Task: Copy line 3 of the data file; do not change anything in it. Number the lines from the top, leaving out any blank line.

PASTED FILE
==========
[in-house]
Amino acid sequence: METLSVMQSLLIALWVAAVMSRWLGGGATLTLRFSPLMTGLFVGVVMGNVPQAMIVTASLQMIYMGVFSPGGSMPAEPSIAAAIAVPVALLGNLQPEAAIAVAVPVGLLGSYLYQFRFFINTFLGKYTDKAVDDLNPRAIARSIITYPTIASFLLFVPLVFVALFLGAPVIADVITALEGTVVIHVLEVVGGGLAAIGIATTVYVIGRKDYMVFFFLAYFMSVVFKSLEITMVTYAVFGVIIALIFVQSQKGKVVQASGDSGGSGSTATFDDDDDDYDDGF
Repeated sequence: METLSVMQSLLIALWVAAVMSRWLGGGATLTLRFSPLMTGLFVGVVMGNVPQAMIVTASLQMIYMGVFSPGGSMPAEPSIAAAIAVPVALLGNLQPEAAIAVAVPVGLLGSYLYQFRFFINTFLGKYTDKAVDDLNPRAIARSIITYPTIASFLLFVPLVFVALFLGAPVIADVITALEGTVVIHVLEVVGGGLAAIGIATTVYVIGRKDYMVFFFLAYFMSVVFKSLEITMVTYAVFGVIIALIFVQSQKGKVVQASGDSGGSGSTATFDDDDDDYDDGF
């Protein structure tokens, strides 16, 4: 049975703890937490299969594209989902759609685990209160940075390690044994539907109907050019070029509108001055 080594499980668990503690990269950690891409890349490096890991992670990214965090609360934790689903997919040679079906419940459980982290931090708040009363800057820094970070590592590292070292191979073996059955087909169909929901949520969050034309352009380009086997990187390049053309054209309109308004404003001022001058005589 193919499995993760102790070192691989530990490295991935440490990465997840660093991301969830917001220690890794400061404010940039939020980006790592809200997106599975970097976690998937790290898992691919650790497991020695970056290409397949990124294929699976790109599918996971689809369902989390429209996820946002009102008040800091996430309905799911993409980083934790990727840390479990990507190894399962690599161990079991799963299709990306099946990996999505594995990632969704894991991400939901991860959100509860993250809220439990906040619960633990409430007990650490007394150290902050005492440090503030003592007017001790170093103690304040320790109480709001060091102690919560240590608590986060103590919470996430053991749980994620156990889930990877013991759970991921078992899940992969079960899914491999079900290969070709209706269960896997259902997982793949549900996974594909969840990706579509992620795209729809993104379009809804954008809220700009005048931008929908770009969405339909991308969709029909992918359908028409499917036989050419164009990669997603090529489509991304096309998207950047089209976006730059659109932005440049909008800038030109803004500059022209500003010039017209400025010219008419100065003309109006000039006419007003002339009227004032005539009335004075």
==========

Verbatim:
Repeated sequence: METLSVMQSLLIALWVAAVMSRWLGGGATLTLRFSPLMTGLFVGVVMGNVPQAMIVTASLQMIYMGVFSPGGSMPAEPSIAAAIAVPVALLGNLQPEAAIAVAVPVGLLGSYLYQFRFFINTFLGKYTDKAVDDLNPRAIARSIITYPTIASFLLFVPLVFVALFLGAPVIADVITALEGTVVIHVLEVVGGGLAAIGIATTVYVIGRKDYMVFFFLAYFMSVVFKSLEITMVTYAVFGVIIALIFVQSQKGKVVQASGDSGGSGSTATFDDDDDDYDDGF